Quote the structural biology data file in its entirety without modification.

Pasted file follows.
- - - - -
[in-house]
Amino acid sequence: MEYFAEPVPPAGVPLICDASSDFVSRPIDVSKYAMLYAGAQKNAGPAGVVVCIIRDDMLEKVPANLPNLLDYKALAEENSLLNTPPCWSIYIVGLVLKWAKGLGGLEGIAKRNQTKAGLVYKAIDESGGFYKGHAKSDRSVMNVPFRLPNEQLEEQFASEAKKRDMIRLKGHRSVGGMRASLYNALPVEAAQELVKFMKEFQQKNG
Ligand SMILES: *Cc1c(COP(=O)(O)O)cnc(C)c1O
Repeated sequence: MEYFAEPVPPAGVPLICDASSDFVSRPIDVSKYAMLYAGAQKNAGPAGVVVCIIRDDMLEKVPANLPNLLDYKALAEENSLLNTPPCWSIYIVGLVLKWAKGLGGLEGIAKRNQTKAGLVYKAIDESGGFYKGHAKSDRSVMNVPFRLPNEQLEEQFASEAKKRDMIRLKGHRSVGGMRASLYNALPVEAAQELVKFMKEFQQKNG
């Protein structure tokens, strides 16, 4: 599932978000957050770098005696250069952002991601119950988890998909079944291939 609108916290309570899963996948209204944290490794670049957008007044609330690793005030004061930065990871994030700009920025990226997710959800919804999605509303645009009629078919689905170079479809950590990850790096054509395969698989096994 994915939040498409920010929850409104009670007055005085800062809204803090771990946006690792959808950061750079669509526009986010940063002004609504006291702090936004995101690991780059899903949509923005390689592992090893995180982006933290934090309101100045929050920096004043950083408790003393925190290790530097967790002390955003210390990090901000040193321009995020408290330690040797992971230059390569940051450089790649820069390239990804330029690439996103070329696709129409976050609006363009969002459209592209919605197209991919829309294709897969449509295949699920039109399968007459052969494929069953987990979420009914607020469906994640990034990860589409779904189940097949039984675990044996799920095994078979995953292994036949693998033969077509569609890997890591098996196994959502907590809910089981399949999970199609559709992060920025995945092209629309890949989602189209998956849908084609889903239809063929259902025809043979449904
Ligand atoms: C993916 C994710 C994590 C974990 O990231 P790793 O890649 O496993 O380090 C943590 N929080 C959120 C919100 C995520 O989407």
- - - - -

[in-house]
Amino acid sequence: MEYFAEPVPPAGVPLICDASSDFVSRPIDVSKYAMLYAGAQKNAGPAGVVVCIIRDDMLEKVPANLPNLLDYKALAEENSLLNTPPCWSIYIVGLVLKWAKGLGGLEGIAKRNQTKAGLVYKAIDESGGFYKGHAKSDRSVMNVPFRLPNEQLEEQFASEAKKRDMIRLKGHRSVGGMRASLYNALPVEAAQELVKFMKEFQQKNG
Ligand SMILES: *Cc1c(COP(=O)(O)O)cnc(C)c1O
Repeated sequence: MEYFAEPVPPAGVPLICDASSDFVSRPIDVSKYAMLYAGAQKNAGPAGVVVCIIRDDMLEKVPANLPNLLDYKALAEENSLLNTPPCWSIYIVGLVLKWAKGLGGLEGIAKRNQTKAGLVYKAIDESGGFYKGHAKSDRSVMNVPFRLPNEQLEEQFASEAKKRDMIRLKGHRSVGGMRASLYNALPVEAAQELVKFMKEFQQKNG
């Protein structure tokens, strides 16, 4: 599932978000957050770098005696250069952002991601119950988890998909079944291939 609108916290309570899963996948209204944290490794670049957008007044609330690793005030004061930065990871994030700009920025990226997710959800919804999605509303645009009629078919689905170079479809950590990850790096054509395969698989096994 994915939040498409920010929850409104009670007055005085800062809204803090771990946006690792959808950061750079669509526009986010940063002004609504006291702090936004995101690991780059899903949509923005390689592992090893995180982006933290934090309101100045929050920096004043950083408790003393925190290790530097967790002390955003210390990090901000040193321009995020408290330690040797992971230059390569940051450089790649820069390239990804330029690439996103070329696709129409976050609006363009969002459209592209919605197209991919829309294709897969449509295949699920039109399968007459052969494929069953987990979420009914607020469906994640990034990860589409779904189940097949039984675990044996799920095994078979995953292994036949693998033969077509569609890997890591098996196994959502907590809910089981399949999970199609559709992060920025995945092209629309890949989602189209998956849908084609889903239809063929259902025809043979449904
Ligand atoms: C993916 C994710 C994590 C974990 O990231 P790793 O890649 O496993 O380090 C943590 N929080 C959120 C919100 C995520 O989407």